Enhancement of DNA Hybridization Kinetics by DC Electrokinetic Mixing in Microchannels
Jean-Roland Pascault and Hong Susan Zhou. Chemical Engineering, Worcester Polytechnic Institute, 100 Institute Road, Worcester, MA 01609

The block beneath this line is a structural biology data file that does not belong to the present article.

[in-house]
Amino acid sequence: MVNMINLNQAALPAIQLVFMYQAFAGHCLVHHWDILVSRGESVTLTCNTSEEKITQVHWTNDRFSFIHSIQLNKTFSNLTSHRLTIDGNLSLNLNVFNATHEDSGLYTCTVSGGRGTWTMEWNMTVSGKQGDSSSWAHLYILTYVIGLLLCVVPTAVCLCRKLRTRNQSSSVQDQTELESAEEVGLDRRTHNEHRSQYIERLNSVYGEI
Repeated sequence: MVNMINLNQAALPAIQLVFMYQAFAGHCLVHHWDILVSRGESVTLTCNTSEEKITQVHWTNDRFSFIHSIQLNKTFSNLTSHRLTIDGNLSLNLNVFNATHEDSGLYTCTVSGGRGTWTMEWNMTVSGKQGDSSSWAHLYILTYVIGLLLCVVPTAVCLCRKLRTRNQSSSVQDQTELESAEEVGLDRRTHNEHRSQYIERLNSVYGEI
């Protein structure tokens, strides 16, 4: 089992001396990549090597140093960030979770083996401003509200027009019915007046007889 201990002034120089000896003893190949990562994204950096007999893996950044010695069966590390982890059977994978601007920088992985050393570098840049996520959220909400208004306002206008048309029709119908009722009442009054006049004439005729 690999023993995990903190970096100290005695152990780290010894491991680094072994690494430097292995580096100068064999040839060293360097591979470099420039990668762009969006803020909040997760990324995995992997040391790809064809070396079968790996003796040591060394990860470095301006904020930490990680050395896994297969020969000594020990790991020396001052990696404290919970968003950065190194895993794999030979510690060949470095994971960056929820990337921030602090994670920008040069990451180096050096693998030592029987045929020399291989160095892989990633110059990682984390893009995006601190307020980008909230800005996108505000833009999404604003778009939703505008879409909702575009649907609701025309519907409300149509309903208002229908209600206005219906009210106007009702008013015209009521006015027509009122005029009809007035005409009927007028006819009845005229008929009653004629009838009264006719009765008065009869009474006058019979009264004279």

Gene chips, capable of detecting specific DNA sequences in a sample, have become a widely used device. The chips feature an array of high density single-stranded DNA probes that can bind to their complementary target sequence. This event is called hybridization, and can be detected, thus indicating the presence of the target in the sample. However, the existing arrays are mainly passive: the motion of DNA in the sample is only governed by diffusion, which make the DNA transport slow and limits the hybridization rate. In the literature, devices capable of creating mixing and fluid circulation through electrokinetics have been described, and are candidates to enhance the DNA hybridization kinetics. In this work, the influence of mixing on the hybridization kinetics is simulated with a finite element software package (COMSOL Multiphysics®). The focus is on DC devices, where electroosmotically driven flow is generated and DNA electrophoresis occur. Several channel geometries are investigated: open channels, closed-end channels, and channels presenting steps. Different planar electrode geometries are studied as well: electrodes placed at the extremities of the channel, and electrodes placed along the walls of the channel. Globally, it is found that the DNA hybridization kinetics is substantially enhanced. Also, these results encourage us to study AC electrokinetics, because of their ability to create more complex flow patterns and force field on DNA.